I recently met with a company called Delcath, which has a procedure designed to combat metastases to the liver. It works by infusing high doses of chemotherapy directly into the liver through the bloodstream. As the blood exits the liver, it is shunted outside the body and run through special filters that remove the majority of the toxic chemotherapy compound. The blood then goes back into the body’s general circulation.
The liver is naturally resistant to toxins and can tolerate higher doses of chemotherapy than other parts of the body, so the liver survives but the tumors are killed. In practice, this procedure has shown some success and has had some issues with side effects. Better filters are now being introduced to help address those problems.
Delcath’s system is up for FDA approval for use in melanoma of the eye. Ocular (or uveal) melanoma represents only about 5% of all melanomas, but has a higher death rate than other forms. About half of patients with ocular melanoma experience metastases, and 90% of the time the metastases are to the liver.
Developing a therapy for liver metastases in ocular melanoma makes a lot of sense. The benefit of a successful therapy will not be limited to this kind of melanoma, however. Patients with cutaneous melanoma sometimes experience liver mets as well. And the liver is a common place for colorectal cancer to spread.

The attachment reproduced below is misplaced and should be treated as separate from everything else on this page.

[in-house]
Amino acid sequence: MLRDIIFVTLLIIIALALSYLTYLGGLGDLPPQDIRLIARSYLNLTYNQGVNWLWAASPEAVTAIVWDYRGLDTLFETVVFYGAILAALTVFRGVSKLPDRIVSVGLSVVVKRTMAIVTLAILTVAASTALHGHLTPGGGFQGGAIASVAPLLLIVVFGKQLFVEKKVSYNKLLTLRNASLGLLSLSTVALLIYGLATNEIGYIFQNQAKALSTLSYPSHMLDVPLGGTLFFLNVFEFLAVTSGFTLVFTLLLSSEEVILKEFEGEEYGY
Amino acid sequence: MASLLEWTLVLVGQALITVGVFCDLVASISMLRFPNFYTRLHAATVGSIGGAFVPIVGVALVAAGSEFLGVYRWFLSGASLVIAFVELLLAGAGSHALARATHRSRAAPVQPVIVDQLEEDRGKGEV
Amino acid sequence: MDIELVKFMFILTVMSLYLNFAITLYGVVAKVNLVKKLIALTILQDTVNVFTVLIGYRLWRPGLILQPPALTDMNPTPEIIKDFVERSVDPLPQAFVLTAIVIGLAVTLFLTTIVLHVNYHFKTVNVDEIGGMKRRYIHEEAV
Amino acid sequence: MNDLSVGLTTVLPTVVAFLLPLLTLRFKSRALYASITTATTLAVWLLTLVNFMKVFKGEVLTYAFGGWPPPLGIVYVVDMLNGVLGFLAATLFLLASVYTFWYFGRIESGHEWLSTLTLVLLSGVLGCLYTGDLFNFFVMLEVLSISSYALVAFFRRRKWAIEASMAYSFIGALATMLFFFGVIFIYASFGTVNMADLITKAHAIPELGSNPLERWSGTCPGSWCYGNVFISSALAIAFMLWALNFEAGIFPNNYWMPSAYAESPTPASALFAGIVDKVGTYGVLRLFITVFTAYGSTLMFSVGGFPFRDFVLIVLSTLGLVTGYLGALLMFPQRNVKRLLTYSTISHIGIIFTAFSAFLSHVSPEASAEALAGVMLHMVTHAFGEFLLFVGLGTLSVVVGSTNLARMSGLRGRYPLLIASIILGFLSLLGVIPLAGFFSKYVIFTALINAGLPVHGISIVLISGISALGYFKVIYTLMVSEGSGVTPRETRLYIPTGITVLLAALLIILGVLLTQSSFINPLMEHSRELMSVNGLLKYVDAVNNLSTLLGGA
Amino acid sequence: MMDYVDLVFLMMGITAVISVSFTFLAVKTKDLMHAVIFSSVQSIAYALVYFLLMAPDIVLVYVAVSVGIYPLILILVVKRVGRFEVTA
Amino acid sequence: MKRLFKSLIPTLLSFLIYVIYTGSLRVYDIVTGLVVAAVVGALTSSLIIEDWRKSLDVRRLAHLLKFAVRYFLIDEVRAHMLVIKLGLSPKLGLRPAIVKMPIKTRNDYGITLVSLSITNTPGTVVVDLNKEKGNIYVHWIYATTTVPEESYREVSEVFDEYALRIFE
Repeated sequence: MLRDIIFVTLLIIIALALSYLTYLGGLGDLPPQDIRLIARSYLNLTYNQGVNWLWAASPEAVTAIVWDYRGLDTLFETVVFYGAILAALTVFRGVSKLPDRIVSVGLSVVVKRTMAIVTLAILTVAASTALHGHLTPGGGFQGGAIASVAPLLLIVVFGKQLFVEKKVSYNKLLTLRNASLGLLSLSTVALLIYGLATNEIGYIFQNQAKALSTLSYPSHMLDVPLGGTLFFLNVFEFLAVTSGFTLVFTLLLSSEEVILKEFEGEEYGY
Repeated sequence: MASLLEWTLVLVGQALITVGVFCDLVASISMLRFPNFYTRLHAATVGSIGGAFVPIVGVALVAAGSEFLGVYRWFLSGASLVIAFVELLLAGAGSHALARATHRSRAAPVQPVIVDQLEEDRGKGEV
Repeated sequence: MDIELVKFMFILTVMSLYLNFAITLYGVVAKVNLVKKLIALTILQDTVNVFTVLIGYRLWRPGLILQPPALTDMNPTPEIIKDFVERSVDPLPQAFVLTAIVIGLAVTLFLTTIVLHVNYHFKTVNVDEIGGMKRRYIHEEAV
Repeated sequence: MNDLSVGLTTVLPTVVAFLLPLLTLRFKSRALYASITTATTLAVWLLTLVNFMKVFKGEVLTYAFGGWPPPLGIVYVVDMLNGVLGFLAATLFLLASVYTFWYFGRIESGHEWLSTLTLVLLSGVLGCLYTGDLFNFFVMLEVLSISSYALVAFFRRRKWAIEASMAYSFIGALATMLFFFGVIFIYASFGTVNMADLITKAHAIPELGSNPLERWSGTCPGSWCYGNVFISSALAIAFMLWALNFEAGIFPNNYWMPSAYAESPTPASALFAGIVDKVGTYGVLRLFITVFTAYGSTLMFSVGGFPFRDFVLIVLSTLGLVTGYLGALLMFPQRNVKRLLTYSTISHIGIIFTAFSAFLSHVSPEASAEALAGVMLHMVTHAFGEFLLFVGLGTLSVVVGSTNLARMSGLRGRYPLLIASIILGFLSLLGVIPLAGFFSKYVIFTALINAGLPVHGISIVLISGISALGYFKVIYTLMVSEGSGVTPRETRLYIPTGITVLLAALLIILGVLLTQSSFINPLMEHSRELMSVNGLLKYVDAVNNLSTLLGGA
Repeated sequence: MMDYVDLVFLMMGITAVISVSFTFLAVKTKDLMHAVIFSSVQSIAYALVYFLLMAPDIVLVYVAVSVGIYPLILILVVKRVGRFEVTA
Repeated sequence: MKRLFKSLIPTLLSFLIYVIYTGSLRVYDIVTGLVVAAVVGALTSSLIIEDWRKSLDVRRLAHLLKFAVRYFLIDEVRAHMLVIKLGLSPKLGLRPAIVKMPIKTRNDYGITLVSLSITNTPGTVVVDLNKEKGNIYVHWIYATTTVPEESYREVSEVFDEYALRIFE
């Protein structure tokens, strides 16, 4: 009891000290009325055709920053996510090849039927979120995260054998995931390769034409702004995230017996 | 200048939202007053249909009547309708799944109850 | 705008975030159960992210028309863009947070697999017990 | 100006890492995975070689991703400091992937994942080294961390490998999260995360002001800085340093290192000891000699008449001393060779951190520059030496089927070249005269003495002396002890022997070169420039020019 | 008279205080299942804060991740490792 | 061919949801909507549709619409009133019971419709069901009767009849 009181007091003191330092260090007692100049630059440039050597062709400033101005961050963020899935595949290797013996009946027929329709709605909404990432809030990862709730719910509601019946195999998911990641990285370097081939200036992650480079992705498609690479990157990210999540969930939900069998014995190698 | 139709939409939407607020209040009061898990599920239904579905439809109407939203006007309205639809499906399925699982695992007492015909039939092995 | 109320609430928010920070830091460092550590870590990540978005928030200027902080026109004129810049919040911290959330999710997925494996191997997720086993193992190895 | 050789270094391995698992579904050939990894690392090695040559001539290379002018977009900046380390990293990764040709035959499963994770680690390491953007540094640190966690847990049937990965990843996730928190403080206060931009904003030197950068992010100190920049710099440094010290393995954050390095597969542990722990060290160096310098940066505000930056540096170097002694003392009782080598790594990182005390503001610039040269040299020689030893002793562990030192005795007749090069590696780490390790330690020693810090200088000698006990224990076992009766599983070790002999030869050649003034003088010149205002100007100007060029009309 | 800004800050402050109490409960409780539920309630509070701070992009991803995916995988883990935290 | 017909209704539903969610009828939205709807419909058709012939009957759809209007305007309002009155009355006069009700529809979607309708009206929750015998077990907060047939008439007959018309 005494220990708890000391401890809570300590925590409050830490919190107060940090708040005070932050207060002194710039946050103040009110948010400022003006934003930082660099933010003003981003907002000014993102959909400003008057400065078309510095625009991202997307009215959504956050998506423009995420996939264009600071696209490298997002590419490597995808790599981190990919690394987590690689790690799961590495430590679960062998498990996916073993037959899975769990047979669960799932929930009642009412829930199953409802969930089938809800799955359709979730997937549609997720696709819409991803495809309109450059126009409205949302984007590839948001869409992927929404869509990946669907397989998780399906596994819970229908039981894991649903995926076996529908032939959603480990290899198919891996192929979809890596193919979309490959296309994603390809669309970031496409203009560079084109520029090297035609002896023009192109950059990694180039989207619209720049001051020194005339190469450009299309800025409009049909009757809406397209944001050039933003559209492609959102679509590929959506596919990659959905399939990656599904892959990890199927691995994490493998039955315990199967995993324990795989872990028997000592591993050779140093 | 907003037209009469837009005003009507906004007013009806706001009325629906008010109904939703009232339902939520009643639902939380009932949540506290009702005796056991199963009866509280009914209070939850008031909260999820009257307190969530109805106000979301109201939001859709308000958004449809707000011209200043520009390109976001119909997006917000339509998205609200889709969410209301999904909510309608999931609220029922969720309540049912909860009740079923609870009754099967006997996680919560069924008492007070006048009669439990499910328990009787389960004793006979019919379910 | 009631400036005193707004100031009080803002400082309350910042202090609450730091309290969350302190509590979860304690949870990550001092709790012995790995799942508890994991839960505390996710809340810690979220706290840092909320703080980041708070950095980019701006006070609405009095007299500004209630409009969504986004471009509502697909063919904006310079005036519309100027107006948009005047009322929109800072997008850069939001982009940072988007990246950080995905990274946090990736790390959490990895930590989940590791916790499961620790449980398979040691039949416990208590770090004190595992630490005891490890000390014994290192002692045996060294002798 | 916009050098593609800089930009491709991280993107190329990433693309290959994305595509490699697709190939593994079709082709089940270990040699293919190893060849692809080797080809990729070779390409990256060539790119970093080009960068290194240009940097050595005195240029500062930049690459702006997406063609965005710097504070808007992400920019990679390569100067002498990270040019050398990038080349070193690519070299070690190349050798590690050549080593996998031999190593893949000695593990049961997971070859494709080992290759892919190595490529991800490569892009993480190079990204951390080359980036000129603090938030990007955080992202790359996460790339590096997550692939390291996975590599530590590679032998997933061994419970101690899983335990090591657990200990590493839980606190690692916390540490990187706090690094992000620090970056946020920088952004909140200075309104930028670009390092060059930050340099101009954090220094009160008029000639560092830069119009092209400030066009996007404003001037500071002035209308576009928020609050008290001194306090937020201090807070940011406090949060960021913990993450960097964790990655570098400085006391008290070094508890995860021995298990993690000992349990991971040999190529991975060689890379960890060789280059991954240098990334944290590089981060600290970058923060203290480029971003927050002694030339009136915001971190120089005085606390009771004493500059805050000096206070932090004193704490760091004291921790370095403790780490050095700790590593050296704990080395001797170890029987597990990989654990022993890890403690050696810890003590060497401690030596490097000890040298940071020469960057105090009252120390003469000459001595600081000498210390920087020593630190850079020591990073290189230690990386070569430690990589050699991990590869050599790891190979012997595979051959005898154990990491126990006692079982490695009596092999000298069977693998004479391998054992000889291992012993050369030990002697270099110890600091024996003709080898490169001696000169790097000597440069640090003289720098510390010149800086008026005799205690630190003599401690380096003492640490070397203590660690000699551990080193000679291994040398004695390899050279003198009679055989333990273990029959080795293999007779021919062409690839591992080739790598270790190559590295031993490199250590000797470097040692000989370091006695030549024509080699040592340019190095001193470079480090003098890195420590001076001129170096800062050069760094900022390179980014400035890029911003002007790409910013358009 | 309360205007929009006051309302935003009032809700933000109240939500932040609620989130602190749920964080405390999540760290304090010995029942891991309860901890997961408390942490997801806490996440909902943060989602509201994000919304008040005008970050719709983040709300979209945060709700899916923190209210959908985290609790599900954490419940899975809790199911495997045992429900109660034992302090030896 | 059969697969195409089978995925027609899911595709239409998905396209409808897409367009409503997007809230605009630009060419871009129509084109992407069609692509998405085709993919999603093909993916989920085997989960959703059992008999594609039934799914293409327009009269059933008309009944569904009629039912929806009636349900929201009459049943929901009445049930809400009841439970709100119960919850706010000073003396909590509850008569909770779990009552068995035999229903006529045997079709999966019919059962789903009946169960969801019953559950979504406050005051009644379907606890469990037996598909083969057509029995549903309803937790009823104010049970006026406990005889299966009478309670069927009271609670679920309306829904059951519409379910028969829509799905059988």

And this is the big message, that progress in one area of study spills over into others. For example, a therapy developed for the rare cancer GIST revolutionized cancer care all together. The targeted therapy advances in melanoma are impacting studies in several other tumor types. Even protocols that don’t work sometimes result in information that enlightens a new and different approach.
Research funding is critical for precisely this reason. Knowledge is rarely wasted. Even when the studies result in unexpected outcomes, the insight gleaned from those studies pave the way for new and better approaches. This basic concept has been proven through the years, and it reinforces the importance of grants the MRF is able to offer. Through the generosity of our donors, we are advancing the knowledge and understanding required to develop new treatments and cures. We don’t always know how the data produced from these grants will impact melanoma patients, but we know it will make a difference.
Can you think of other examples how research on one subject has influenced another? Share here.